Destiny has always had the gunplay, the atmosphere and the visuals; even though the first title felt incomplete and severely lacking in content you could never say it didn’t feel like the best gunplay one could experience in a first-person shooter. Destiny 2 takes that solid gunplay, iterates on it, adds in a wealth of new weaponry, a fresh layer of up-to-date console gloss, some stunning audio design and provides the player with some of the best minute to minute gameplay you will find in a shooter. Four planets packed with things to do, tokens to collect, and an ever increasing power rating (the system that takes over from your character level once you hit level 20) set you up nicely for the next batch of activities. Strikes and Raids return providing content for high level committed players and in true MMO style the grind is absolutely real. Repeating these content items daily or weekly in some cases will net you big rewards but they can be really tough and often deviate away from what makes the game fun.

To supplement the now decent amount of PVE content is the slightly tweaked PVP Crucible. Previously this was predominantly 6v6 and this simple player on player until the death setup provides an interesting change from the often horde style PVE gameplay with a few tricks up its sleeve mode-wise. Now 4v4 with tighter maps, the Crucible offers players a slice of simple head to head action with small environments, a reasonably varied set of modes and some decent loot. It’s not for everyone though and much like the original seems to be there to provide an alternative to the PVE content rather than supplement it.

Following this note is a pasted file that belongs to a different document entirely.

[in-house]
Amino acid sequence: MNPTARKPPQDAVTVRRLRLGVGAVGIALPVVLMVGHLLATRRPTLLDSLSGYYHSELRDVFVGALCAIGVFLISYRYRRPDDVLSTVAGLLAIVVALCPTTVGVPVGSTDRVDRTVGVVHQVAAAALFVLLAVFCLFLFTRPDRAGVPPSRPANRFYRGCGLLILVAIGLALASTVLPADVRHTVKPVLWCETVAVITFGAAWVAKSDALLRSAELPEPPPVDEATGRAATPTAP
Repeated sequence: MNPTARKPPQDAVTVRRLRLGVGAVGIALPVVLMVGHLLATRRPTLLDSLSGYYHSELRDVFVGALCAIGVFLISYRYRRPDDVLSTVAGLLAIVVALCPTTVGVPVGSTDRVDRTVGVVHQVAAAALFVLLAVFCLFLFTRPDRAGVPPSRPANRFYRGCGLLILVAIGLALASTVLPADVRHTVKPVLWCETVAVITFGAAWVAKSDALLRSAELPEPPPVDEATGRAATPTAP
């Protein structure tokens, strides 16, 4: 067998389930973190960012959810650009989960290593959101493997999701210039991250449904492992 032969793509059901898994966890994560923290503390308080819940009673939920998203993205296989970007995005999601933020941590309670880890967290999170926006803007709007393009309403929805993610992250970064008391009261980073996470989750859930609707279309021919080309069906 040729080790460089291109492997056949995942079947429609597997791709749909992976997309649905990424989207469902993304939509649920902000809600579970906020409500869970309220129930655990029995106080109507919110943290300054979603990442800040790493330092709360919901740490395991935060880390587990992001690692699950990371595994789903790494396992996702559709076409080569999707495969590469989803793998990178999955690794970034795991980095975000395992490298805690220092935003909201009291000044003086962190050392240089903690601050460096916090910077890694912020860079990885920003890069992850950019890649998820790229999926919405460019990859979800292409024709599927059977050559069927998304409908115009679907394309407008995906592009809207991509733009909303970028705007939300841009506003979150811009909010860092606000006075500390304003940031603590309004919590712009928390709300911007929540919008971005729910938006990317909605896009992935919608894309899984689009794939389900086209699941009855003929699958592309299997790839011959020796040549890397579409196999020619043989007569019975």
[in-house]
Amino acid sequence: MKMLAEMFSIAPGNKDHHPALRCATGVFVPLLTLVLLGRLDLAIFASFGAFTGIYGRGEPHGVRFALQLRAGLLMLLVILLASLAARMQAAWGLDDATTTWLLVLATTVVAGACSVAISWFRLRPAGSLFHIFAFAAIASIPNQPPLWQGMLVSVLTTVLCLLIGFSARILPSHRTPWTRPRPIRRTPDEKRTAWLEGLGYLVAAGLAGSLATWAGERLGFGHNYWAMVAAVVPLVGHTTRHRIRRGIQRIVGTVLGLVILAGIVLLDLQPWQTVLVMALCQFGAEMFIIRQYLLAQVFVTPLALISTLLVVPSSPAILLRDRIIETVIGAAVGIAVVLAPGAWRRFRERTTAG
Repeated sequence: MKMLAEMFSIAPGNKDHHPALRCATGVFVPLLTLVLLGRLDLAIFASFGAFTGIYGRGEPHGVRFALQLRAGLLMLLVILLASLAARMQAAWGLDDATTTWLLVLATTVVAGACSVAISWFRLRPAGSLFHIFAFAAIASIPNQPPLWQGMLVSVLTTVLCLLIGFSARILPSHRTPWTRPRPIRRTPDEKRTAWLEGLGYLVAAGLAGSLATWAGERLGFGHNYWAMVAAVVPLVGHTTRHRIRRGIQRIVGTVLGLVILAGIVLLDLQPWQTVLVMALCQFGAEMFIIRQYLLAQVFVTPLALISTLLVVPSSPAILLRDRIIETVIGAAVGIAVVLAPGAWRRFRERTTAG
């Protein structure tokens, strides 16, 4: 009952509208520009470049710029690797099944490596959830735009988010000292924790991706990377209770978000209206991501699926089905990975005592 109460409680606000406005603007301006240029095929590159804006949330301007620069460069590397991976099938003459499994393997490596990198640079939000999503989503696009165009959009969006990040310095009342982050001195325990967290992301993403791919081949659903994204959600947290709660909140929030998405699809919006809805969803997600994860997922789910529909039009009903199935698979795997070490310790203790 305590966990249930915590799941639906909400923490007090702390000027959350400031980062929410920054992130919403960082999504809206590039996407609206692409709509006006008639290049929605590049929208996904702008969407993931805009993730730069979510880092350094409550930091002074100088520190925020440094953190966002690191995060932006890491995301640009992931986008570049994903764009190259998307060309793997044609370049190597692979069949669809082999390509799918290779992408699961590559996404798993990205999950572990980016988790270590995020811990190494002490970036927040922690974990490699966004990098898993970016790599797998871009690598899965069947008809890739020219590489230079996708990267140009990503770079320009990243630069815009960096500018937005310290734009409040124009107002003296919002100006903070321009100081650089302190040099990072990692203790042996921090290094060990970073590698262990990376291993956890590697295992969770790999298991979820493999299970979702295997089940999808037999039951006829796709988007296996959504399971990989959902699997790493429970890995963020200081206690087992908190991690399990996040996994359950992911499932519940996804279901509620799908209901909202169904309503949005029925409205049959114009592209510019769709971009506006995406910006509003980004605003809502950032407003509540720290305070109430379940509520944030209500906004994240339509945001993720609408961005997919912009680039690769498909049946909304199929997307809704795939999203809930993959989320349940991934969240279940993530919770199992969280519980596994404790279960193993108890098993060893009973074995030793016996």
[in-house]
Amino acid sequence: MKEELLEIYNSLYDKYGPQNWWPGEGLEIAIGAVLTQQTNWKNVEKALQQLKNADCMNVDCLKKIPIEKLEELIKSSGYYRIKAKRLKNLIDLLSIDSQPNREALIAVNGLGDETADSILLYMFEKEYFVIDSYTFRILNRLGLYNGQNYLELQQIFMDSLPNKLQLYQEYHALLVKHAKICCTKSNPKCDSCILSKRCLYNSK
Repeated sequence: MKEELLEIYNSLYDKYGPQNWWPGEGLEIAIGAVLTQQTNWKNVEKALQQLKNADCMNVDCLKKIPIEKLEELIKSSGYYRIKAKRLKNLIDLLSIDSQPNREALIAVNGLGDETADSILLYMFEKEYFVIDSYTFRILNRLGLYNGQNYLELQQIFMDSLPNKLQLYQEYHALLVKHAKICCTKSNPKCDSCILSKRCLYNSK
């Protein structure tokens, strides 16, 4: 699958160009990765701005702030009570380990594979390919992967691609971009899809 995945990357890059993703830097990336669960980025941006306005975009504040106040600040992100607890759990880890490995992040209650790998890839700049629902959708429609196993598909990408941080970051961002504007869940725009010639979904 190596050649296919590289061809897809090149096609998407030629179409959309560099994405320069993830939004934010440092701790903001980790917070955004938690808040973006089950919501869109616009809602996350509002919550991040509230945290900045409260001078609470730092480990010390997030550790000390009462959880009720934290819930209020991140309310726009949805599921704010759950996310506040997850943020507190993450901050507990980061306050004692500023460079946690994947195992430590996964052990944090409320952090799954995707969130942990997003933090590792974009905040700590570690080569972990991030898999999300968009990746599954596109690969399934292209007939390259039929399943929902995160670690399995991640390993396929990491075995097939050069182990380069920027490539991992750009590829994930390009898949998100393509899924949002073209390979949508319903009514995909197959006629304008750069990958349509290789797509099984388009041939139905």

Destiny 2, even as a clear shot at redemption following the original isn’t without its faults, faults of which hold it back from being a must have stellar title. Firstly whilst the campaign is substantially bigger than before, there is nothing groundbreaking or new here. Big bad dude we’ve never seen before catches the good guys off guard, robs them of their powers, reducing them to mere mortals and your mission should you choose to accept it is to get it back – it isn’t startlingly original. The gameplay, whilst containing some variety here and there along with the often annoying platforming, never really progress far away from being a series of bog standard horde mode situations. It doesn’t matter what you are doing around the planets, whether it be an adventure, a campaign mission, a strike or a public event, the majority of the time you will find yourself holding a specific area defeating waves of enemies. Throughout the game there is one situation where this horde mode type of style works fantastically well and that is public events (which can be upgraded to Heroic events if you figure out how). Multiple guardians defending an objective with wave after wave (or drop after drop is more accurate) pouring into them, the screen becomes awash with glorious colourful chaos. It is in these bonkers over the top moments that Destiny 2 shines. Those moments are great but not so good that you are happy that it’s pretty much all you are going to be doing regardless of the mission type.